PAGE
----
Transfer McAlister passes UTEP test

By Craig Degel
Arizona Daily Wildcat
September 3, 1996

Nicholas Valenzuela
Arizona Daily Wildcat

UA cornerback Chris McAlister (11) defends Texas-El Paso's Jimmy Carpenter Saturday night. McAlister had two interceptions in Arizona's 23-3 victory.


Some might call UA cornerback Chris McAlister an impact player. More to the point, however, McAlister is a collision player.

With some punishing hits and tackles, McAlister made it a long Saturday night for Texas-El Paso receivers.

But the long Saturday night got started early for McAlister, who intercepted a pass on UTEP's first play from scrimmage.

"Coach told me that because I'm a junior college transfer, and only a sophomore, that they might try to test me," McAlister said. "They wanted to test me early and see what I had."

But the 6-foot-2 McAlister passed his test and had the first of two interceptions of the night to show for it. In the third quarter, McAlister intercepted UTEP quarterback Leonard Lilja for the second time, again on a deep sideline pass.

Not bad for a guy who just three weeks ago was an unknown entity for the Wildcats.

"Out of J.C.," McAlister said. "I didn't know where I stood."

Where he stood soon after arriving was on top of the depth chart.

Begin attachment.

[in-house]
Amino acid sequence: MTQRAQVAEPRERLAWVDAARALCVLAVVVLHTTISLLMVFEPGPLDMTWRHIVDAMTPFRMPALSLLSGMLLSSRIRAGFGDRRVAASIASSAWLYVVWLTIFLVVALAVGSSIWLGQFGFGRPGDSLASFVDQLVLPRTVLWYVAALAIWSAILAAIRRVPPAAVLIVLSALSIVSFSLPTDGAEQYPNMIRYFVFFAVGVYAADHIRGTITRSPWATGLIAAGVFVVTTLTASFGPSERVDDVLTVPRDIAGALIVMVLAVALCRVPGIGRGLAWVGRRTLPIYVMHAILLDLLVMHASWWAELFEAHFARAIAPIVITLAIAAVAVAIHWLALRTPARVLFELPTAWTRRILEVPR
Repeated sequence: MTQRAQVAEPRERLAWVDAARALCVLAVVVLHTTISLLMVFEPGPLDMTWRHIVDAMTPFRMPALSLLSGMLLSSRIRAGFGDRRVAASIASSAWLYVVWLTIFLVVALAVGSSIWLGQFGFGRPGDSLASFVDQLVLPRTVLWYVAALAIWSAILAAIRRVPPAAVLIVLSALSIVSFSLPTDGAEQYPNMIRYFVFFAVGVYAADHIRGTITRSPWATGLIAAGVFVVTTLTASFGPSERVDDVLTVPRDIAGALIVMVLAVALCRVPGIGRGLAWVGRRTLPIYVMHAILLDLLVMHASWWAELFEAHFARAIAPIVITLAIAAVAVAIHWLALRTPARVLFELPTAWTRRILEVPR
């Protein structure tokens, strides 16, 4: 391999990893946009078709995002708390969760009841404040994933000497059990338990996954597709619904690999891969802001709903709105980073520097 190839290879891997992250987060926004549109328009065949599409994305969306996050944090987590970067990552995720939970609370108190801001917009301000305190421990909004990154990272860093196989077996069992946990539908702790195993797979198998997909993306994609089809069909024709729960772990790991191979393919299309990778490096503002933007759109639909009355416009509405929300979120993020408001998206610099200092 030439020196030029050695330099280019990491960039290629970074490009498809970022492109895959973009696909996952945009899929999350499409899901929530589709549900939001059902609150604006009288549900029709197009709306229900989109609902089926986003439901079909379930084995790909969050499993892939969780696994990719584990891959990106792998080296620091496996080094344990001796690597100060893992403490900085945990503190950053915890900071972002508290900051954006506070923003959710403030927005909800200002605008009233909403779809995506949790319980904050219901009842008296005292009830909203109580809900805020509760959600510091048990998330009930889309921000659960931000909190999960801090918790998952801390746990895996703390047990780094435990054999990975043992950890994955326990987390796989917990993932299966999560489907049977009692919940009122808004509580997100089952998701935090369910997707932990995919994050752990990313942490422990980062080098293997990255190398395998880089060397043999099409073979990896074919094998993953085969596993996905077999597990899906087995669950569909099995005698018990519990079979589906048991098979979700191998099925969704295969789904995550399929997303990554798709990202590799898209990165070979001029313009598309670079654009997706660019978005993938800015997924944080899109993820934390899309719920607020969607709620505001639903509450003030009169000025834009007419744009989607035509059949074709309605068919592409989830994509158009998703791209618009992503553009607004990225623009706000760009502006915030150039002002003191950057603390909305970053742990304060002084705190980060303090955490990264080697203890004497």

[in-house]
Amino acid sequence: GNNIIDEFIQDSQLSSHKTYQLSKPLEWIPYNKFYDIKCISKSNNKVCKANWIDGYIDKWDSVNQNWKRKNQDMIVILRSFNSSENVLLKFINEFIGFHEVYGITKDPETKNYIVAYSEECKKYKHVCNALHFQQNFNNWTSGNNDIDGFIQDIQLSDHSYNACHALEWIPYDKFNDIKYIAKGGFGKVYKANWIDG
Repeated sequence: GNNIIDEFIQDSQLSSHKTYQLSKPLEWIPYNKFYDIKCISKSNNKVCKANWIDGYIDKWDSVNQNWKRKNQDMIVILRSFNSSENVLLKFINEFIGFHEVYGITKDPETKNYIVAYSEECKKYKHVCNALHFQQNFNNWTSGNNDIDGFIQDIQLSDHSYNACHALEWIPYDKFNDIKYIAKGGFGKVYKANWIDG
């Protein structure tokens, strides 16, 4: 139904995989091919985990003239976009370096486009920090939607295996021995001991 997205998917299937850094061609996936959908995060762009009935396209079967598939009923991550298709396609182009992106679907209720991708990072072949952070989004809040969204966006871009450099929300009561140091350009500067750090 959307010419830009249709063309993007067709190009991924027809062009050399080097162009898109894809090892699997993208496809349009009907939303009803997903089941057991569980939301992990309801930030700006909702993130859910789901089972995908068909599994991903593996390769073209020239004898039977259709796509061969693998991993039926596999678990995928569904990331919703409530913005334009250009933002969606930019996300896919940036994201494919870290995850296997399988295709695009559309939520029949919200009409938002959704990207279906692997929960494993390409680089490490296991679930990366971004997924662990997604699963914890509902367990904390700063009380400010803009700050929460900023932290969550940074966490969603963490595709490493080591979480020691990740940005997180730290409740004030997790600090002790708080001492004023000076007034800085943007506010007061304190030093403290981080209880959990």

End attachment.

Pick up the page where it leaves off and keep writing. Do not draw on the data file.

His interceptions should bode well for a secondary that intercepted just six passes all of last season. But as Arizona head coach Dick Tomey was quick to point out, the Wildcats still have 10 games to play against opponents far superior in talent to UTEP.

"It doesn't prove anything," Tomey said. "But he's off to a good start."

While he is off to a good start, McAlister certainly didn't expect his first college game to go as well as it did.

"I just wanted to come out and establish myself and play a solid game," he said. "But I still don't think I've established myself."

There are a few Miner players who would beg to differ - like Cedric Johnson, who was leveled by McAlister after one of his seven receptions.

McAlister even handled kick return duties, returning one for 21 yards.

What makes the impact McAlister had on the game even more impressive is his position on the field. He is what's known as the boundary cornerback, defending the deep routes and forcing men to the outside. The Miners ran most of their plays across the midd le, but McAlister was still swarming to the ball.

"I'll have a few tackles and a few hits," he said. "But I just try to prepare myself to do the best I can on the field every week."